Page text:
According to Lawrence Yun, chief economist for the National Association of Realtors® (NAR), a typical homeowner in the U.S. saw his or her housing wealth increase by $9,500 over the past year. Yun commented in NAR's first quarter report on existing home sales that the quarter had been beneficial to homeowners as "the majority of markets are continuing to enjoy price gains, albeit at a slower rate of growth."
The national median existing single-family home price in the first quarter increased by 3.9 percent to $254,800. In the first quarter of 2018 the median was $245,300. While those gains were not universal, NAR said single-family home prices increased year-over-year in 86 percent or 153 of 178 metropolitan statistical areas tracked by the association. Thirteen metro areas experienced double-digit increases, one fewer than in the previous quarter.
Total existing-home sales, including single family homes and condos, increased by 1.2 percent from the fourth quarter to a seasonally adjusted annual rate of 5.207 million units. This is still down 5.4 percent from the 5.507 million-pace in the first quarter of last year.
Inventories were up 2.4 percent from the previous first quarter to 1.68 million available homes. The average supply was estimated at 3.8 months at the current rate of sales compared to 3.5 percent a year earlier.
National family median income rose to $77,752 in the first quarter but higher home prices still lessened affordability compared to last year. A buyer making a 5 percent down payment would need an income of $60,143 to purchase a single-family home at the national median price. Ten percent down would require an income of $56,978, and $50,647 would be necessary for a buyer with a 20% down payment.
Four of the five most expensive housing markets in the first quarter were in California. The median home price in the San Jose metro areas was $1.22 million followed by San Francisco-Oakland at $930,000, Anaheim-Santa Ana at $800,000 and San Diego ($620,000). Urban Honolulu was fourth at $794,100. At the other end of the market were Decatur, Illinois; Youngstown, Ohio; Elmira, New York; Cumberland, Maryland; and Binghamton, New York. Their median prices ranged from $80,800 to $107,200.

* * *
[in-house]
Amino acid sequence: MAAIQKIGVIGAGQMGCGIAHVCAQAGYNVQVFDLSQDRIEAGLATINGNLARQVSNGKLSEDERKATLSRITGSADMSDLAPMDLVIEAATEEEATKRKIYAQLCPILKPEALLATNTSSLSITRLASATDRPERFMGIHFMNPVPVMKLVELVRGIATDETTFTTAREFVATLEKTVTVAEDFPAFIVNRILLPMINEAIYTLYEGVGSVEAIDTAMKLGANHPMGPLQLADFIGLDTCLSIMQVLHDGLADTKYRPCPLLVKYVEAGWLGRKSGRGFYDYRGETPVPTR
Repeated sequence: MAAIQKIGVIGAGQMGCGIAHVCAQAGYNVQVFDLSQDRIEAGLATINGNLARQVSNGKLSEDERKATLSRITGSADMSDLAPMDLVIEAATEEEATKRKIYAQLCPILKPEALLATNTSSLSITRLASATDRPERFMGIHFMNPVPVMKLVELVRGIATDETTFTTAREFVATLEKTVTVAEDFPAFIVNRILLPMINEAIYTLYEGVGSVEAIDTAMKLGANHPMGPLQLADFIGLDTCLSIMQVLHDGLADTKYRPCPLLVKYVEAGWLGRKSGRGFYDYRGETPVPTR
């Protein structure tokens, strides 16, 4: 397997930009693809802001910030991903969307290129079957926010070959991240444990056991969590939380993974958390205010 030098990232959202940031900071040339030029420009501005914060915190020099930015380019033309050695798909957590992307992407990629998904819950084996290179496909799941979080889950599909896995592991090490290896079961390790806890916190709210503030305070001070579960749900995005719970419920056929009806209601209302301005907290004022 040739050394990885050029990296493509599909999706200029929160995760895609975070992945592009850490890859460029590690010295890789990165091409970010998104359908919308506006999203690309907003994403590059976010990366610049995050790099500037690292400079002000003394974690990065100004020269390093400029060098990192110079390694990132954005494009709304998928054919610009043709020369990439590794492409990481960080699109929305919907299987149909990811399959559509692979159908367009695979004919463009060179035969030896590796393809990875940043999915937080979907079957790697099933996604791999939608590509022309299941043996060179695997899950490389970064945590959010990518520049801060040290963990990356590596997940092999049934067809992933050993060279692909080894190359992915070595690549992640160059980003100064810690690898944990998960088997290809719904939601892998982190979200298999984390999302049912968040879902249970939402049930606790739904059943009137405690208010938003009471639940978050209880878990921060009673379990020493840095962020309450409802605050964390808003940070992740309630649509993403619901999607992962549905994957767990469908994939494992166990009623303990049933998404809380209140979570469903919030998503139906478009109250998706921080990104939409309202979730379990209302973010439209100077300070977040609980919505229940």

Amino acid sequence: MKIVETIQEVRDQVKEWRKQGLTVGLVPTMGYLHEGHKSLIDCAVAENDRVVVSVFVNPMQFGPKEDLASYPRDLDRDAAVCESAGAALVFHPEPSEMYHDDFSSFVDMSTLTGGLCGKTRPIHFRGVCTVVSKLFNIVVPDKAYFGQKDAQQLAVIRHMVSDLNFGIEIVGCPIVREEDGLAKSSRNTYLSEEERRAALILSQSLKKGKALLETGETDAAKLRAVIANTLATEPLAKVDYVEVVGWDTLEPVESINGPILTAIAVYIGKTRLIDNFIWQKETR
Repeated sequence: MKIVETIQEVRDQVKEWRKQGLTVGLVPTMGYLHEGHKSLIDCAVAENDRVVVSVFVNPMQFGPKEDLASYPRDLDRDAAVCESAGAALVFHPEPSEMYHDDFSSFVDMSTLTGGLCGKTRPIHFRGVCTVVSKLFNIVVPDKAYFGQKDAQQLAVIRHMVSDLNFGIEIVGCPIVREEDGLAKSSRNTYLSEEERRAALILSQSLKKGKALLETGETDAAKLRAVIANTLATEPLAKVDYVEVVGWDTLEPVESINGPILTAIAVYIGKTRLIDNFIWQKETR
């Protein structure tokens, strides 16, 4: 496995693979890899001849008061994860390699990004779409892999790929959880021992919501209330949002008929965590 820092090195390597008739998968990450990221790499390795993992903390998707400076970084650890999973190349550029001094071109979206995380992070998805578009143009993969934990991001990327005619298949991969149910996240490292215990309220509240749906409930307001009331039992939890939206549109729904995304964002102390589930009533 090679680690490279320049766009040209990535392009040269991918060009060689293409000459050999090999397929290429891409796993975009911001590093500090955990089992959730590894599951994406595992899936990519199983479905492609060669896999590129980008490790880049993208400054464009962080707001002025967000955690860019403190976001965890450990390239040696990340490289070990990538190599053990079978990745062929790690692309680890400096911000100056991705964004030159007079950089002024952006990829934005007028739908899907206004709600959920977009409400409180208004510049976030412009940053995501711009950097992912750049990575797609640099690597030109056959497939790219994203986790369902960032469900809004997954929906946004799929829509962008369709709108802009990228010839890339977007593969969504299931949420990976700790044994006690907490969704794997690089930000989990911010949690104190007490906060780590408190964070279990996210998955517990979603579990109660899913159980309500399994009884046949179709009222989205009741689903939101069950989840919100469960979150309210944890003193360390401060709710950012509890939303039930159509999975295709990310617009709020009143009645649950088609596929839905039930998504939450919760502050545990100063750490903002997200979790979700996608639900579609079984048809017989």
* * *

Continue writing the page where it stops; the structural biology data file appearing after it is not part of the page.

"There are vast home price differences among metro markets," Yun says. "The condition of extremely high home prices may not be sustainable in light of many alternative metro markets that are much more affordable. Therefore, a shift in job search and residential relocations into more affordable regions of the country is likely in the future."
Yun said the construction industry needs to develop more affordable housing units to provide better homeownership opportunities, tame price growth, and give consumers more choice. He suggests that Housing Opportunity Zones could provide the necessary financial benefits to allow builders to do this.
Existing home sales declined 1.4 percent from the fourth quarter in the Northeast. The annual rate of 683,000 units was also 1.0 percent lower than the first quarter of 2018. The median existing single-family home price rose 3.7 percent year-over-year to $277,200.
Sales in the Midwest also fell compared to the two earlier periods. The annual rate of 1.20 million units was down 4.0 percent for the quarter and 5.5 percent on an annual basis. The median existing single-family home price gained 3.9 percent for the year, to $194,100.
Existing-home sales in the South, at 2.24 million annualized units, were 4.3 higher than in the fourth quarter of 2018 but 4.0 percent lower than the first quarter of that year. The median existing single-family home price was $225,700, up 2.5 percent year-over-year.
In the West, existing homes sold at an annual rate of 1.08 million units, a 2.8 percent improvement from the fourth quarter but 10.7 percent lower on an annual basis. Home prices increased 3.5 percent to a median of $384,300.